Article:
Washington (Mt. St. Helens)

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Thank you so much to Ken Guthrie of Cougar, WA

Starting on September 13, 2002, 12:19:06 PM

One more night in Olympia and I was off to take a trip through the Mt. St. Helens volcanic area. At first I headed down Interstate 5 to hwy. 12 east. I stopped and got these images of Riffe Lake at the Mossy Rock Dam. I thought these stairs, leading right into the lake, were quite interesting and wondered who might be using them and how far down they went, and why.

Up around the corner I saw a sign that lead me up a small highway to a Mt. St. Helens lookout point. From the top of the vantage point, 24 miles from the crater, all I could see was the very top of the peak.

I drove on further towards the mountain and got this picture of Mt. St. Adams to the east of St. Helens.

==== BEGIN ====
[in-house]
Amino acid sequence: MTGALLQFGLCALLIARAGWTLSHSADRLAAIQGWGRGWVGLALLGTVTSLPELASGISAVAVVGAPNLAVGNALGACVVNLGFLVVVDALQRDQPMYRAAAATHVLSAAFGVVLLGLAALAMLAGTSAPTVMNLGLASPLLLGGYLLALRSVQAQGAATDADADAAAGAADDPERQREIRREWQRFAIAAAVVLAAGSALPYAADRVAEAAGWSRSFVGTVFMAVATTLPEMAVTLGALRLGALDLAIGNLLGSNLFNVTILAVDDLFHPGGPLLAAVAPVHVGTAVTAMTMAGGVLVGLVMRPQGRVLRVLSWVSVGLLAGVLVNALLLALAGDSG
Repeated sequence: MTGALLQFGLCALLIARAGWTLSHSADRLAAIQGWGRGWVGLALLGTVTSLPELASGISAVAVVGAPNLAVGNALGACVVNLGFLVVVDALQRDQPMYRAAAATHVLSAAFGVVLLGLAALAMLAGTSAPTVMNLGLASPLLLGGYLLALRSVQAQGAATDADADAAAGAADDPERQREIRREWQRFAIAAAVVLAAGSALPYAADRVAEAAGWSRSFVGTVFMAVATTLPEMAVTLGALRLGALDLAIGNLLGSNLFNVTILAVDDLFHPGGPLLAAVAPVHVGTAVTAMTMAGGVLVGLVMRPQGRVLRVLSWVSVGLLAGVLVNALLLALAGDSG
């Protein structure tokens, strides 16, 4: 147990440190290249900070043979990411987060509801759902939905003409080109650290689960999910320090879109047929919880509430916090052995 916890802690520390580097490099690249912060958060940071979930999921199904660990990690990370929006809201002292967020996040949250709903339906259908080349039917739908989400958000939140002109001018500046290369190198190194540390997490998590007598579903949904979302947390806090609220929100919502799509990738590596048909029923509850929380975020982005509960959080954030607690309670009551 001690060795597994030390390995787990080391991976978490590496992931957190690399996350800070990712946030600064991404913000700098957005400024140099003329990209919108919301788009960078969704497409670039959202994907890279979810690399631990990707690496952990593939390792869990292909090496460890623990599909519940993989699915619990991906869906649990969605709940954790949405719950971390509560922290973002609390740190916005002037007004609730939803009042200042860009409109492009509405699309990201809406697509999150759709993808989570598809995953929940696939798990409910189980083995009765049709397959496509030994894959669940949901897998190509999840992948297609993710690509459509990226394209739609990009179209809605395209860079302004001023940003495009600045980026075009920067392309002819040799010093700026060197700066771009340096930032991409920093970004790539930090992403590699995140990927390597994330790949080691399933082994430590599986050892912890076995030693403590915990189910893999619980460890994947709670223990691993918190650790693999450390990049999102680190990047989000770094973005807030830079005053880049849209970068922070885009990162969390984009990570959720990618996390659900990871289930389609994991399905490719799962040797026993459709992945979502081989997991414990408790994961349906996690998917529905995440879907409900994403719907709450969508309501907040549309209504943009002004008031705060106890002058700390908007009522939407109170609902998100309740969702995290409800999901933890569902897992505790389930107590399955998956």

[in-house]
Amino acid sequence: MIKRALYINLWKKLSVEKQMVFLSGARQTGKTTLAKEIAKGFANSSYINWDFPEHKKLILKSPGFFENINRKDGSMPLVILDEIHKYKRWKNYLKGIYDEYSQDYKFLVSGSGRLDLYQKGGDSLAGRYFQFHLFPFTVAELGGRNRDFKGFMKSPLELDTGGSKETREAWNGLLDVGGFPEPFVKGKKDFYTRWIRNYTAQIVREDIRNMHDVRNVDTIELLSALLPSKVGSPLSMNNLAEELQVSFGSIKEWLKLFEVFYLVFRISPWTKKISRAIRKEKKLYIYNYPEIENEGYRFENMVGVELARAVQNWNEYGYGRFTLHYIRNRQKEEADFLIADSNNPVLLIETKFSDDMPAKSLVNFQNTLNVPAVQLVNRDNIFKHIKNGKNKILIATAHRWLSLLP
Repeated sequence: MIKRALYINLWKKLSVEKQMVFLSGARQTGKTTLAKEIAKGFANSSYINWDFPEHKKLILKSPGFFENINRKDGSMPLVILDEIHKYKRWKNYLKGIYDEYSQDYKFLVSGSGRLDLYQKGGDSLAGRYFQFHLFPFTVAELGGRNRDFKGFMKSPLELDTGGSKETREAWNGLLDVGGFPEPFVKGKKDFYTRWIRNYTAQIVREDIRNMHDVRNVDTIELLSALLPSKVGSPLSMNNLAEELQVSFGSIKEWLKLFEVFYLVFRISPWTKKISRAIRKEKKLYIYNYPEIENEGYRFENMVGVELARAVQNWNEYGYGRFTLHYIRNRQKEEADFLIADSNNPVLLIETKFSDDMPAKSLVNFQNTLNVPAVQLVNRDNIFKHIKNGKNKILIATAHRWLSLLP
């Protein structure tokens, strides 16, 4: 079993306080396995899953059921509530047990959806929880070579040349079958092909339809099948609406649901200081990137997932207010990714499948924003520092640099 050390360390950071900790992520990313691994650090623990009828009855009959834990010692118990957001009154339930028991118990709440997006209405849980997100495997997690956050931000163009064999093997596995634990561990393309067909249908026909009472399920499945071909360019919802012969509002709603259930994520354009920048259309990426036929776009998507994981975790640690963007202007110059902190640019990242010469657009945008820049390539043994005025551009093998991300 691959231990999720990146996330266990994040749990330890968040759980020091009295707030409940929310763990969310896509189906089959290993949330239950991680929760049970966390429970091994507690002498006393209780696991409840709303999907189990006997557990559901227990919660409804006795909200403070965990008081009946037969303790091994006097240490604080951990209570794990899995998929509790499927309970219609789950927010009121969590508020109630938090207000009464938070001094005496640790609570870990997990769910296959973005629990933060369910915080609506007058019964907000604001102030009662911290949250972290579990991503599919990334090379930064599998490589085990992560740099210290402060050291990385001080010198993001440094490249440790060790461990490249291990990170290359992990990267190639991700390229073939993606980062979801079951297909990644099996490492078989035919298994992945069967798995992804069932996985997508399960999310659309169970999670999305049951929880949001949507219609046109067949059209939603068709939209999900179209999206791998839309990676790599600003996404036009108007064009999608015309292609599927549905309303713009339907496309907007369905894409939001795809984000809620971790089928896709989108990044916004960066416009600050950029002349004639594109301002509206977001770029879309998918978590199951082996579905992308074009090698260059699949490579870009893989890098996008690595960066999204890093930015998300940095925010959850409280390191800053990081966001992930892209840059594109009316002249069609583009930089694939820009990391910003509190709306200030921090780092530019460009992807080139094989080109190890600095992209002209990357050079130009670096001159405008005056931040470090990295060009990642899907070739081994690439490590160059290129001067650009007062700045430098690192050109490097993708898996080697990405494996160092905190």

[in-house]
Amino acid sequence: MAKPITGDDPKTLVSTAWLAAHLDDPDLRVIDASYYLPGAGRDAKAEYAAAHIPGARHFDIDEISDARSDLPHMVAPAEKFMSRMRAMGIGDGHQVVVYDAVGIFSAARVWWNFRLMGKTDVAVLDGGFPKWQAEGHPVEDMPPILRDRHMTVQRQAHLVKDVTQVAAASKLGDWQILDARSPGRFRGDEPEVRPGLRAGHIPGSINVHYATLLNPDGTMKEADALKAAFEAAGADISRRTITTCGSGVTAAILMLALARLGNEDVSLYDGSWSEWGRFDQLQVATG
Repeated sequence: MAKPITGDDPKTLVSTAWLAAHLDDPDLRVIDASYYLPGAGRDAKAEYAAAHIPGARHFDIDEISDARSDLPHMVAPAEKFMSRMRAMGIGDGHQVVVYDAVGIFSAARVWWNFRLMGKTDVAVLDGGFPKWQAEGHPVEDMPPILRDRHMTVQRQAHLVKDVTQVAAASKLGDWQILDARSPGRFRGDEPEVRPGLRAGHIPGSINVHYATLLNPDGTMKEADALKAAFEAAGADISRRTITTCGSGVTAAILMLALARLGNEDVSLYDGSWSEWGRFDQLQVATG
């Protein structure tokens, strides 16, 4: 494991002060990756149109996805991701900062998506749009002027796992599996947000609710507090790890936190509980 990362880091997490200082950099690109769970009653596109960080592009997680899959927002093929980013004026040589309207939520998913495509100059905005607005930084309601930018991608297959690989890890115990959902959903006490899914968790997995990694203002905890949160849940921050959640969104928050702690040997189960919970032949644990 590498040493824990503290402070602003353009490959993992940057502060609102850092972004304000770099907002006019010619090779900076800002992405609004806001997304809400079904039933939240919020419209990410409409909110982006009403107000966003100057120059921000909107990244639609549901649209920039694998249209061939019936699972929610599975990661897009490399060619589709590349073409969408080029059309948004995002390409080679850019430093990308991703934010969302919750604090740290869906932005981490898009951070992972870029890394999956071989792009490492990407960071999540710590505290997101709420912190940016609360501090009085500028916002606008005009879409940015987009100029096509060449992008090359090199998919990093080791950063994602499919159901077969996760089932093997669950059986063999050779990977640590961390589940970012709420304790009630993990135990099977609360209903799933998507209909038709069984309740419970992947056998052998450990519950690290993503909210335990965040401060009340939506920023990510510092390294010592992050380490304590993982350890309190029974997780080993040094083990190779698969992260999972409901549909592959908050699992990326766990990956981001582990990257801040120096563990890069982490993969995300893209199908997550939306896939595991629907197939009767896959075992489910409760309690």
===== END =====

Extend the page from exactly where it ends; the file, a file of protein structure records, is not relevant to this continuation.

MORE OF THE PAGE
The drive along hwy. 12 was a real nice ride.

After I got to Randle, WA I took hwy 25 towards the St. Helens area. Along the way I was passed by several other guys on motorcycles. The ride along this hwy was a really awesome ride for a motorcycle. With lots of winding turns it made for a wonderful ride. Climbing up in altitude I was able to see some beautiful shots of Mt. Rainier as well. Here you can also see a little bit more of some of the logging that seems to be a large part of the livelihood in this area.  

 

A Sleeping Giant